To start experimenting with user paths I honed in my idea on an expressive tool for pitch modulation. This tool must also be locked into scale to make it more interesting. An artist named Blankfor.ms in using the Roli Seaboard said “There’s an ocean between Db and Eb.” This always inspired me to see what else is possible. I wanted to take this concept further and develop a responsive board to ride the ocean pitch wave.
One of the most popular plugins in modern producing is called RetroColor. A defining feature of RetroColor is its “wobble effect module” that rides the pitch like a tape or vinyl would. I believe that giving the user more expressibility in this function would be of benefit.
In the video I show the setup for my device. I want to use pads instead of notes to get away from the standard piano. Instead of the automation I want to use an accelerometer and gyroscope to respond to pitch changes while notes/chords are being played.
I have been keeping an open mind for my project and I’ve found a few things interest me most. One being circular representation of sequencing, as well as simple ways to create organic and new sounds.
Example 1: Orbit by LDM Design
This is a really interesting project because it is all done in the code/design which I find really clever. This is beneficial because the hardware system is already really robust. The placing of the buttons on the perimeter of the circle in the grid is another great design choice, despite the issue of making a circular module in a grid system.
Example 2: Pocket Operators by Teenage Engineering
Teenage Engineering have somewhat of a cult following in the music hardware space. They produced the OP-1 which is one of the most popular modern hardware synths, and it is known for its small form factor with surprisingly powerful sounds. There is a really strong learning curve to that device but once mastered it is pretty intuitive. I wanted to design something more simple and easy to play around with. That’s when I stumbled upon the Pocket Operators they produce. I love the playfulness of the design and how easy it looks to start playing around.
Example 3: Circuit Mono Station by Novation
I really enjoy this device’s design because it has a nice mix of pads to buttons. There is a 4×8 grid of pads with some simple/standard synthesizer controls on top, all in a pretty small form factor.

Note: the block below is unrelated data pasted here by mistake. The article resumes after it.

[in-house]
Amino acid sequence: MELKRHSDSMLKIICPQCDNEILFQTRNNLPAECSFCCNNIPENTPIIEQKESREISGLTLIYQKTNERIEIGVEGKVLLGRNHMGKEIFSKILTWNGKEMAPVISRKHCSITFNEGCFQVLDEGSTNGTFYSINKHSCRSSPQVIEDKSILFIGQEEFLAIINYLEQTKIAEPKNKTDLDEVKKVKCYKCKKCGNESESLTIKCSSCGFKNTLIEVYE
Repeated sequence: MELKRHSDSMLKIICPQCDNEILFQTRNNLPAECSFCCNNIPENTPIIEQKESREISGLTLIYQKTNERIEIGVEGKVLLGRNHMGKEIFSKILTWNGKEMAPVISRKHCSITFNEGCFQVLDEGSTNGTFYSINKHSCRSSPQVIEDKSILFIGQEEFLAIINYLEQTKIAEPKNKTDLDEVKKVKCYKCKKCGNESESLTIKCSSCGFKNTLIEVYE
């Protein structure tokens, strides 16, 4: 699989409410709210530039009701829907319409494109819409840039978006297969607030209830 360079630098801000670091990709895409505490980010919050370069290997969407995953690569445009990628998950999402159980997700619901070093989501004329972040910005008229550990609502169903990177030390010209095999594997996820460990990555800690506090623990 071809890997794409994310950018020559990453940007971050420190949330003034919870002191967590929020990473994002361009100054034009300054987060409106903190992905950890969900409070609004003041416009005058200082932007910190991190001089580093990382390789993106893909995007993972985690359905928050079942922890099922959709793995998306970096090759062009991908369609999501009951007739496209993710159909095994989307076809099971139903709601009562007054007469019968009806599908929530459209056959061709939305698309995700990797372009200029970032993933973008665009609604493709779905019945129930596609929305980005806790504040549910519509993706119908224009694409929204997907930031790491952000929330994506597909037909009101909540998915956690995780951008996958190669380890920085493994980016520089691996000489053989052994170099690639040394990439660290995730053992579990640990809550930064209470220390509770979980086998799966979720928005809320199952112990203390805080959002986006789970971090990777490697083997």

Example 4: Seaboard Block- Roli
The seaboard block by Roli is also really interesting to me when it comes to creating unique sound because it lets you bend between the pitches of the notes effortlessly. Seeing one of these played well really makes the case for always having that sort of flexibility on the keys but does require quite a bit of practice to master.
Who is it for?
I want my project to be used by anyone looking to create unique sonic textures for use in music production. It has to be intuitive and I don’t want to use a piano as the input. Therefore music skills are not necessarily required. I am definitely a part of the group this is intended for and can help test it myself.
I want to find a new way for musical/sonic expression through the use of analog and digital technologies. I will reverse engineer multiple old devices and use their strengths to bring character & nuance to the digital world. It will be a device lacking a piano or traditional acoustic sound and instead come from electronic devices.
My vision is a novel instrument that creates sound like no other device. It will be a tabletop instrument with a tape recorder and various buttons/parts from other devices.
For my final I built upon some of the work I’ve made this semester. I made a randomized sound looper, that changing uses the alphabet and a 10print operation to display whats currently playing.
When you press a key, a 9 second sound file I created will be triggered. In order to keep the sounds together, they do not play until the looper restarts. This is something I will improve on in further versions as it can be time consuming to always wait 9 seconds to hear changes to what is going on.
I built on my LetterToNum class and object definitions to attach letters to music files I imported.
I made all of the sounds in Presonus Studio One, at 107bpm. There are wurlitzer, drum, guitar, jazz organ, and bass tracks.